Senator Panfilo Lacson and Senate President Vicente “Tito” Sotto III gave a peek into their vision for the Philippines as they kicked off their “Tour of Luzon” consultation circuit.
It sounded eerily familiar.
In a meeting with local businessmen and politicians on Friday, July 9, in Malolos, Bulacan, the 2022 potential contenders said they wanted to see the Philippines become more like Singapore, with a new “holistic” anti-drug campaign.
“Isn’t it a sound concept to run the government like a private corporation? For example, many consider Singapore a big ‘corporation,’ in the sense that investments by the people come back to them in the form of social services and other forms of public service. We want to learn from you on these things,” Lacson said.
Lacson also stressed the need to digitize government processes to prevent corruption. He said this should be applied at the corruption-riddled Bureau of Customs and all public expenditures.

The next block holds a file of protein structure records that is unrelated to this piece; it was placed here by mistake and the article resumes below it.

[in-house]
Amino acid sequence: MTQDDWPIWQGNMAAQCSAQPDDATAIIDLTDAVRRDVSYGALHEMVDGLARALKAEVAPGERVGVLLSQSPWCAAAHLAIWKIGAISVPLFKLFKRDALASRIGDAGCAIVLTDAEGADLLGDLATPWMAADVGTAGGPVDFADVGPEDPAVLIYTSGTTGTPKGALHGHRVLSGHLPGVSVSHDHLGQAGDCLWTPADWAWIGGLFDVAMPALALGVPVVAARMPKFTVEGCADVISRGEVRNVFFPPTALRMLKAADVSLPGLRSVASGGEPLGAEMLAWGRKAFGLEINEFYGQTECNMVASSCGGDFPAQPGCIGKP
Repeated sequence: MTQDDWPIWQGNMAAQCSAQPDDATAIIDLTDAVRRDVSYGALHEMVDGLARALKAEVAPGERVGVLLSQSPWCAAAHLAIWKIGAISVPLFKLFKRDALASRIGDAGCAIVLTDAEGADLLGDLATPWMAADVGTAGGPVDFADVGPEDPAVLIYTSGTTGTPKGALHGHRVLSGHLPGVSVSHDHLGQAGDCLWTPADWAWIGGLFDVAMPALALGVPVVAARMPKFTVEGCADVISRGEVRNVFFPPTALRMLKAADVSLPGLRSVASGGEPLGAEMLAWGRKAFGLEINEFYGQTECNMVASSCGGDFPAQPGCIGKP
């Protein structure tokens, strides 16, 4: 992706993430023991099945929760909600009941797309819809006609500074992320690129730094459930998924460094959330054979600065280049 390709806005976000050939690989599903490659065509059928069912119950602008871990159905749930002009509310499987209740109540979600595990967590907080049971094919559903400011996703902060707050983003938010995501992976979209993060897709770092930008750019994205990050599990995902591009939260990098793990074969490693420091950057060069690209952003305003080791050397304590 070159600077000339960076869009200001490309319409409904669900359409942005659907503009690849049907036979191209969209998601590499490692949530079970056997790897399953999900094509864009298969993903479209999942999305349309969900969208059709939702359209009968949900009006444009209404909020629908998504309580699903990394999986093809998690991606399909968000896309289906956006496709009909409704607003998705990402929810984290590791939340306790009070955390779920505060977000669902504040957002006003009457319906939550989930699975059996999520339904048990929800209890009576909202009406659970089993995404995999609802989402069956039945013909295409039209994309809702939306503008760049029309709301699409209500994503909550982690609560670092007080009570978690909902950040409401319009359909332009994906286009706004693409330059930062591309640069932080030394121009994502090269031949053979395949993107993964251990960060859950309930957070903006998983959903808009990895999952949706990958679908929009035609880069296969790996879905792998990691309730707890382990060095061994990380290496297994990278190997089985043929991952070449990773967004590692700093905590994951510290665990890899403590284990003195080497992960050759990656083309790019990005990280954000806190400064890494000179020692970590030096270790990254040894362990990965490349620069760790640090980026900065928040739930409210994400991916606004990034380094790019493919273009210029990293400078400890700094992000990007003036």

“In my case, I am proposing a program to solve the problem of illegal drugs and drug abuse in the country and not the way it is being done now. There must be a holistic approach in doing this,” Sotto noted.
Lacson and Sotto’s proposals sounded familiar: They hark back to promises President Rodrigo Duterte made when he ran and won in 2016, when he preached of a vision for a Singapore-like Philippines and the shutdown of the country’s illegal drug trade.
Another familiarity: The Luzon tour is reminiscent of Duterte’s federalism talks before the 2016 elections, where he traveled around the Philippines to touch base with local officials.
A former police chief, Lacson has gone as far as declaring Duterte’s anti-drug project a “failure.” Sotto, meanwhile, has criticized the inefficiency of the government on several occasions.
The two have so far only promised that they will run together in 2022, but have not confirmed which positions they are aiming for.
Sotto is the chairman of the Nationalist People’s Coalition (NPC) party, which has 3 senators and at least 33 lawmakers signed as members. Lacson, meanwhile, ran as an independent candidate in 2016. – Rappler.com